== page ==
This article contains spoilers for Simple Passion.
Dosch is uninhibited in her portrayal of a woman in the throes of love, although younger audiences may find the film’s sexual politics off-putting.
Simple Passion tells the enigmatic tale of a middle-aged woman obsessed with the idea of love itself. Based on Annie Ernaux’s 1992 eponymous novel, it centres on the intense first person experience of academic Hélène (Laetitia Dosch), divorced and now living with her young son in a tastefully furnished home in the Paris suburbs.
The story depicts her doomed love affair with a married Russian official, Alexandre (played by Ukrainian ballet dancer Sergei Polunin in his first non-dancing role). Franco-Lebanese director Danielle Arbid traces Hélène’s shifting emotions from sexual attraction to something approaching insanity over the course of a very long year. The affair is told in a series of sex-filled flashbacks and sprawling reveries, weaved together by a surprising pop soundtrack.
The film is cleverly framed by Hélène’s present-day narration, which is the account she gives to her psychiatrist. At the start, we find out that ever since meeting Alexandre at a dinner party in Oporto, she has been existing in a kind of fog. “Since last September, all I’ve done is wait for a man. For him to call, for him to come to my place,” she recalls. Indeed, Alexandre appears magically and whenever he likes at Hélène’s house, “like some sort of abstract being who could almost resemble God” (according to Arbid). As we spend more time with the couple, it becomes clear that Hélène’s feelings are painfully one-sided; furthermore, the couple have nothing in common (besides their sexual chemistry).
As Hélène’s love inexplicably deepens, we see her dropping everything from prior engagements with friends to, more dangerously, neglecting caring for her son in order to meet with Alexandre and have sex. And have sex they do: against the walls, over Hélène’s kitchen table, across the marble stairs, and in every position imaginable. Hélène’s obsession soon tips over into what can only be described as morbid insanity. When Alexandre eventually disappears, she takes a day trip to Moscow, where he habitually resides, simply to “breathe the same air that he breathes.”
Though the film’s focus on female pleasure is positive and its depiction of female sexual desire laudable in its frankness, it is also open to criticism. Hélène spends every waking hour thinking of Alexandre, or else begging him to stay when he won’t (it bears reminding here that Hélène is a grown woman, not a teenager). Her repeated sexual encounters, emotionally unfulfilling as they are, are frustrating to witness, although the film itself is not disparaging of her desires. Hélène’s predicament isn’t due to a lack of self-awareness either: “even feminists turn submissive once they’re in love,” Hélène tells her friend one day over lunch. (“Maybe he doesn’t love you,” her friend says in return, revealing what Hélène is perhaps unable or unwilling to accept.)
Hélène’s shaky state of mind reaches an apotheosis in the film’s coda, set eight months later, which shows the pair reuniting one last time. But it is a fantasy which Hélène admits never happened. Miraculously, by the end of the film, she has come to her senses and accepted that the affair is over. Yet the experience has been one that has changed her forever: “With him, I saw what I am capable of. Basically, of everything,” says Helène.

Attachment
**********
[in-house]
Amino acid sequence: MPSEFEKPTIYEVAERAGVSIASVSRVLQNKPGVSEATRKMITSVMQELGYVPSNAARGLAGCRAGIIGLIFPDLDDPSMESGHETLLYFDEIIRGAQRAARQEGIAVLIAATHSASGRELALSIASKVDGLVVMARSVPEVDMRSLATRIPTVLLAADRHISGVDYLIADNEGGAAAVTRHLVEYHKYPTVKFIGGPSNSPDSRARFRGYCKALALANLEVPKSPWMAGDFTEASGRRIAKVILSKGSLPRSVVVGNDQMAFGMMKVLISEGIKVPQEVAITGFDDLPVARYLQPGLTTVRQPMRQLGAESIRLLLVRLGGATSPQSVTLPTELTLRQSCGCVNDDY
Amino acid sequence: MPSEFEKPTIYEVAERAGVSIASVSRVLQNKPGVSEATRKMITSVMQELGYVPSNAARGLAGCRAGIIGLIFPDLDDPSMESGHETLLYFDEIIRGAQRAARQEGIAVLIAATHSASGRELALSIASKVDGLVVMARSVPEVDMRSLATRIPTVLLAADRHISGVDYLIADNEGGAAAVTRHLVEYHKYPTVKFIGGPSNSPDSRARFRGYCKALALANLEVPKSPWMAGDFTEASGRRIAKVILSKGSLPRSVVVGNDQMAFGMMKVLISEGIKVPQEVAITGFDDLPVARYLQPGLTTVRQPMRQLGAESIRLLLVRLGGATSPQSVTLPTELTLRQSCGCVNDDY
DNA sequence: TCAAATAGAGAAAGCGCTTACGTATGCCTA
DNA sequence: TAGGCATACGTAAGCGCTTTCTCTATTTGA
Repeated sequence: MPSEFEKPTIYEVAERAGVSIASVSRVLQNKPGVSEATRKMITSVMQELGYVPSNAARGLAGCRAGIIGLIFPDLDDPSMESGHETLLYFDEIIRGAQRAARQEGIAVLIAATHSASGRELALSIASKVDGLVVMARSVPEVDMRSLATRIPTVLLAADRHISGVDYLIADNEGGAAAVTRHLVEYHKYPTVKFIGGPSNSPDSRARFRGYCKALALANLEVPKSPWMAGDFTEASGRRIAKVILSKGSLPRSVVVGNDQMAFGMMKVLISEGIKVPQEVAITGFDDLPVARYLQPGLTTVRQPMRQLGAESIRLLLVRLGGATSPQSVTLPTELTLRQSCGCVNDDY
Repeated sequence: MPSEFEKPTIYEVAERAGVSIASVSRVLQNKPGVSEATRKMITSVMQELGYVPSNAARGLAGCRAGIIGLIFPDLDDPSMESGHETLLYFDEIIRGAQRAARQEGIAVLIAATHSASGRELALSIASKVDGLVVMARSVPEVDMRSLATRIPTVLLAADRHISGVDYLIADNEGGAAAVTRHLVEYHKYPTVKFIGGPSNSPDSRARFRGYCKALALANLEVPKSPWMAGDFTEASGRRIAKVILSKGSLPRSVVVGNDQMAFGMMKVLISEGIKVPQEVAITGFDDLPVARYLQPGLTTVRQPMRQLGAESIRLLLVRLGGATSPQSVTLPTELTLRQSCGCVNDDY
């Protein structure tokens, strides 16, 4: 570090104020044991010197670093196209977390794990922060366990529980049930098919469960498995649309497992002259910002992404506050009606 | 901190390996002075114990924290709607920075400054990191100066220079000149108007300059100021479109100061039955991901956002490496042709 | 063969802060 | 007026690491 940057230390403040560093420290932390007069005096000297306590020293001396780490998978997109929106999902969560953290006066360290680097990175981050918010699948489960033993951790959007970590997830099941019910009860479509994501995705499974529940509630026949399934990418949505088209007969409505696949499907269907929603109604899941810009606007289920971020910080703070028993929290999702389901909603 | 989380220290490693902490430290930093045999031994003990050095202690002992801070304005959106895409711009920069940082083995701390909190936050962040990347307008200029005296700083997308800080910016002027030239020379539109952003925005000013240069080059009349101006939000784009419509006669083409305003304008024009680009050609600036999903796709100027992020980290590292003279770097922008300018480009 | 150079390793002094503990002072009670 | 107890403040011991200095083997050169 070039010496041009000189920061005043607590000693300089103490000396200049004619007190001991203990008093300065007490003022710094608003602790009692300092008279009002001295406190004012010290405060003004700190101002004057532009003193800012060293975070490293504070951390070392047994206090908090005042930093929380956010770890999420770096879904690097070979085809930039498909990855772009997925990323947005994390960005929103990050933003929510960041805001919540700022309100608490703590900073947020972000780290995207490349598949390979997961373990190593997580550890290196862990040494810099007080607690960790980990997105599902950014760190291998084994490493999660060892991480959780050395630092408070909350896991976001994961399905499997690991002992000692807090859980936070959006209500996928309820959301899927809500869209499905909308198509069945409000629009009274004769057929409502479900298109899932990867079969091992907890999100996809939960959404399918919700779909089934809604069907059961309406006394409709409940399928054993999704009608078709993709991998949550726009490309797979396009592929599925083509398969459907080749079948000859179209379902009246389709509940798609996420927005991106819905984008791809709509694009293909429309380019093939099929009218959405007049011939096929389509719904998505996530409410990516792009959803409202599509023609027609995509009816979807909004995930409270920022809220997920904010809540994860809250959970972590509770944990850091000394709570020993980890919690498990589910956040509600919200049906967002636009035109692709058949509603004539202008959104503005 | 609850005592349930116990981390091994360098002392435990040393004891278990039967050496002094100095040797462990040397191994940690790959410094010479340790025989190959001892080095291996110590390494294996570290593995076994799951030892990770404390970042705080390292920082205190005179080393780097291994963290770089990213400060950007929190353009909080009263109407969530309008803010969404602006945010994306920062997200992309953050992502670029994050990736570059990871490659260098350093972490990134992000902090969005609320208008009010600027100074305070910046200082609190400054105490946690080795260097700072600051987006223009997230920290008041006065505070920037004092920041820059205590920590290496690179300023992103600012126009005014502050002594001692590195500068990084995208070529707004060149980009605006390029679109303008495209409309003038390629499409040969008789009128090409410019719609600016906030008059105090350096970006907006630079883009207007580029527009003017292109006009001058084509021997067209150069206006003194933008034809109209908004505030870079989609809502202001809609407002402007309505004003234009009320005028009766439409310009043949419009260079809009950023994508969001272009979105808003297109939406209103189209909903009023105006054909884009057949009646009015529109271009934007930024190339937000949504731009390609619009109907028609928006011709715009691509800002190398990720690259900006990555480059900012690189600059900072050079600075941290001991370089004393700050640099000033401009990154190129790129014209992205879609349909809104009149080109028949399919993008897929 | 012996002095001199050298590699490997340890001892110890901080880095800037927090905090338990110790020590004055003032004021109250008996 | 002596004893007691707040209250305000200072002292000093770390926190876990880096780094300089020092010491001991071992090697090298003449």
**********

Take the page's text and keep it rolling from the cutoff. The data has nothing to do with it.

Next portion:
Ernaux was scorned at the time of the book’s release, with the press accusing of her showing a woman submissive to a man’s needs. In a recent interview with Cineuropa, Arbid relates Ernaux’s thoughts on the matter: “I think that when we’re in love, we know no limits. I wait for a man in the same way that a man might wait for a woman. It has nothing to do with the fact that I’m a woman, it’s the fact of being in love.”
This state of being in love would have otherwise become quite tedious if not for Dosch’s committed performance. The film, lacking in any real plot developments, uses close-up shots deftly to bring us into Hélène’s world and the heavy fog of her memories. With superimposed images of her face and changing landscapes, we see her almost as a stranger would, lost in her fantasies, eyes shut while riding a train, for instance. These impressionistic scenes give the film something of an experimental edge, and are effective at signaling the intensity of Hélène’s obsession. They are perhaps overused as transitions in the film’s second half, where the storytelling has become a bit tired and repetitive.
Although explicit and sometimes too long for this reviewer’s liking, the sex scenes are never pornographic or exploitative. They reveal the intensity of Hélène’s passion, as well as her sexual appetite, which she indulges in with enviable abandon. Arbin and cinematographer Pascal Granale are careful to capture the emotional nuances of Dosch’s performance, training the camera on her face—the expressiveness of which allows us to gauge the full complexity of Hélène’s experience. Polunin is also confident in the nude, but overall his performance leaves something to be desired. His somewhat wooden portrayal is strangely fitting, though, as ultimately, Alexandre cannot or will not provide the emotional connection that Hélène so desperately craves.
Simple Passion is a fascinating film about the power of love both as a productive and destructive force, and what it can make us do against our better judgement. Audiences will come for dreamy Polunin and his dancer’s physique, but they’ll stay for Dosch’s nuanced and captivating performance.
Simple Passion will be available to stream exclusively on Curzon Home Cinema from 5 February.
Words by Camilla Patini
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